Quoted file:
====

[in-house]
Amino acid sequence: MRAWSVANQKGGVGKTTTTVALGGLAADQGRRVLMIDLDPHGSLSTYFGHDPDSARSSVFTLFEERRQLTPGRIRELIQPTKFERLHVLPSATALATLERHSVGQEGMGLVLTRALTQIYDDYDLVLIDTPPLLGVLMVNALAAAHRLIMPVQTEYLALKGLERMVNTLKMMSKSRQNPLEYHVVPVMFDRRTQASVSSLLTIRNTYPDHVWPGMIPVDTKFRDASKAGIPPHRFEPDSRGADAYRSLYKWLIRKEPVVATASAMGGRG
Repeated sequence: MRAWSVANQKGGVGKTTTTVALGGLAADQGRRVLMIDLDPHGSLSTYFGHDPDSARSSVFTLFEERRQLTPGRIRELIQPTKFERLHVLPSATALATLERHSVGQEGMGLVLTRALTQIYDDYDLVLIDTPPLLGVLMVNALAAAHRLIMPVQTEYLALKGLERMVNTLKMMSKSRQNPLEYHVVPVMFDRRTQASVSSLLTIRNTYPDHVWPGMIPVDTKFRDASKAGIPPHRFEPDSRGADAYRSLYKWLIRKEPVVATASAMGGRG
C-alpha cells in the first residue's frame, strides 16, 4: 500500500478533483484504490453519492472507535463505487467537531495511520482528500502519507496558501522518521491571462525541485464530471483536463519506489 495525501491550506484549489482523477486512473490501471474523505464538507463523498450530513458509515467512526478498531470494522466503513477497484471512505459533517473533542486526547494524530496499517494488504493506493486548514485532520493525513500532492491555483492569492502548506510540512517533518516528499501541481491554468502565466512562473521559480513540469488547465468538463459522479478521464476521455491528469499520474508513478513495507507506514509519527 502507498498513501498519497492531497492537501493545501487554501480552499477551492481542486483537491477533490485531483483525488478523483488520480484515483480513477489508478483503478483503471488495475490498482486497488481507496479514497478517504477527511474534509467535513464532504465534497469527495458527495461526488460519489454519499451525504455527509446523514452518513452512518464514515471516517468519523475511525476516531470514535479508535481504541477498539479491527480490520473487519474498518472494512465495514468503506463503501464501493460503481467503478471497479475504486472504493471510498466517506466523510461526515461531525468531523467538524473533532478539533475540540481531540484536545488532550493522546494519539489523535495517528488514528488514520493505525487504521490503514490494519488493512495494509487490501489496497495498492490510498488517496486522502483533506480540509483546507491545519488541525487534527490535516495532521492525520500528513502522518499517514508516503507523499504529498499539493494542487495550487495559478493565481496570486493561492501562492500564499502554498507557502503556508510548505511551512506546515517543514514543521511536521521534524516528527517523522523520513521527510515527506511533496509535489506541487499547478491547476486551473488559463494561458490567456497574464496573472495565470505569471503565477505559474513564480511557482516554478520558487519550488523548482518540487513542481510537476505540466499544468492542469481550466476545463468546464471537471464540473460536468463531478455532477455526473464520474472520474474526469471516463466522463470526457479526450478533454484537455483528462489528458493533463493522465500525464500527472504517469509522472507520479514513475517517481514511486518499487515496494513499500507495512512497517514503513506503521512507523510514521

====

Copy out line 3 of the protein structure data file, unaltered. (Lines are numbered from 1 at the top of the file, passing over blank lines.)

Repeated sequence: MRAWSVANQKGGVGKTTTTVALGGLAADQGRRVLMIDLDPHGSLSTYFGHDPDSARSSVFTLFEERRQLTPGRIRELIQPTKFERLHVLPSATALATLERHSVGQEGMGLVLTRALTQIYDDYDLVLIDTPPLLGVLMVNALAAAHRLIMPVQTEYLALKGLERMVNTLKMMSKSRQNPLEYHVVPVMFDRRTQASVSSLLTIRNTYPDHVWPGMIPVDTKFRDASKAGIPPHRFEPDSRGADAYRSLYKWLIRKEPVVATASAMGGRG